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The Fast Aluminum "Trawler"

60' - 70' Express

70' Express Cruiser - Kasten Marine Design, Inc.
Perspective Aft | Perspective Forward

Copyright 2007 Michael Kasten

General Concept

After perusing several US West Coast rum runners from the prohibition era, the inspiration for this prototype emerged. In terms of styling, there is a 'retro' theme that seems to be persistent these days, one that is very evident in cars but also in large 'classic' sailing yachts and run-about motor yachts.

The concept with the Express Cruiser has been simple: why not take inspiration from the rum runners of yore and use the concept as a yacht type - black hull, just enough varnished wood to catch one's eye, long, sleek, and fast, but now also deluxe and very comfortable interior - somewhat in the direction of the Lake Union dream boats, but... faster...

In terms of structure - and very much in the vein of having been inspired by the rum runners - they should also be 'bulletproof' and ocean-worthy. To me, bulletproof means heavily plated aluminum construction with a minimum of framing - somewhat like the Strong-all system used by Meta of France - but based on ABS scantling rules.

It is well known that reducing internal framing will dramatically reduce hull fabrication labor. What is less obvious is that increasing plate thickness also reduces hull fab time - due mainly to eliminating weld distortion, allowing faster weld-up. In aluminum, all of this is practical because the weight of plating can easily be tolerated.

The hull form I've used here is that of a semi-planing hull, pinched in slightly at the stern as would have been the case in earlier times. The overall size I have envisioned is somewhere between 60 feet and 70 feet. The example we have chosen to illustrate is the 60 footer.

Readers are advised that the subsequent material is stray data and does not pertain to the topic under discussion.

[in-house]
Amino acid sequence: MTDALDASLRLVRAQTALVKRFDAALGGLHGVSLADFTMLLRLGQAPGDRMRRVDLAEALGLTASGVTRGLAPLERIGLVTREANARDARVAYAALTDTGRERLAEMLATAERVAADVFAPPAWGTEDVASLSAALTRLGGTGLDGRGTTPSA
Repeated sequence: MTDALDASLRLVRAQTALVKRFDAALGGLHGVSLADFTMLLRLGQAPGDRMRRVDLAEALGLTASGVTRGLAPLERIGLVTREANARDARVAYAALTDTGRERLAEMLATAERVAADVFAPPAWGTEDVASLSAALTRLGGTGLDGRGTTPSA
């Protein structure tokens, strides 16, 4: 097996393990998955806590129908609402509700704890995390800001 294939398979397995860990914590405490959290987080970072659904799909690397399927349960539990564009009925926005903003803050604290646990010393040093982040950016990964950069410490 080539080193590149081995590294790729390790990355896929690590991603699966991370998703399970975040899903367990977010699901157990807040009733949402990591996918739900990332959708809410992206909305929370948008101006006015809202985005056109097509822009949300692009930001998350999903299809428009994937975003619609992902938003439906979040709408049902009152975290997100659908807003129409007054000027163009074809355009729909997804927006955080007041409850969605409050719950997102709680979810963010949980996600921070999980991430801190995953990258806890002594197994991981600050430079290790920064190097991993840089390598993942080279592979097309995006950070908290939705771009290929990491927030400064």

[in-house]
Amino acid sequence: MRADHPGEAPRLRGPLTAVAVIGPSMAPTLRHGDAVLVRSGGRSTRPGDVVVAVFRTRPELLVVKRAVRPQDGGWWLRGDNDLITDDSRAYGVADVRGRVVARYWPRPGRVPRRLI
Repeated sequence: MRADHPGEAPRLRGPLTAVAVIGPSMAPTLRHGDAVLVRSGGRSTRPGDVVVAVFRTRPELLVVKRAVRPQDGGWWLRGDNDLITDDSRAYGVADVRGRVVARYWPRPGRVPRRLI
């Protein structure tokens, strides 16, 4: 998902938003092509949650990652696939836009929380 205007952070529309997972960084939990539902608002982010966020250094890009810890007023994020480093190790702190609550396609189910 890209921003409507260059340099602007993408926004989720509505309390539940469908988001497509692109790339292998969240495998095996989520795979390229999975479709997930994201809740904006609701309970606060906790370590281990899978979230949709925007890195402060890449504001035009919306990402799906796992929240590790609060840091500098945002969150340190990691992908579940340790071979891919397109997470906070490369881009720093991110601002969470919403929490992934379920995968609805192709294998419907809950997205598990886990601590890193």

The long fine run and light displacement will yield an excellent combination of speed and economy. Relatively short overhangs maximize WL length and therefore vessel speed and accommodation space below. Height to the top of the Pilot House is under 11 feet, which allows access to the majority of canals in Europe.
 

Power

At 70 feet and around 60,000 lb displacement or so, speed potential even in displacement mode is nearly 17 knots! If somewhat less horsepower were supplied this hull form can be driven very economically and quickly, allowing very long range with a modest amount of fuel. If much greater horsepower were supplied, planing speeds can be achieved at well over 25 knots. Engine choices are therefore numerous and the amount of horsepower provided would depend entirely on the top speed required.

This is a vessel we can truly call EXPRESS...!!

Interior

Here I will describe an interior that will fit nicely into a 65 to 70 foot overall length.

Below Forward: The whole forward layout below will ideally be very close to what we have sketched for the 60' Peregrine. Check out the 60' Peregrine Interior Layout and Interior Profile to clarify the description that follows... Note however that the Express Cruiser described here is wider, yielding even more room below.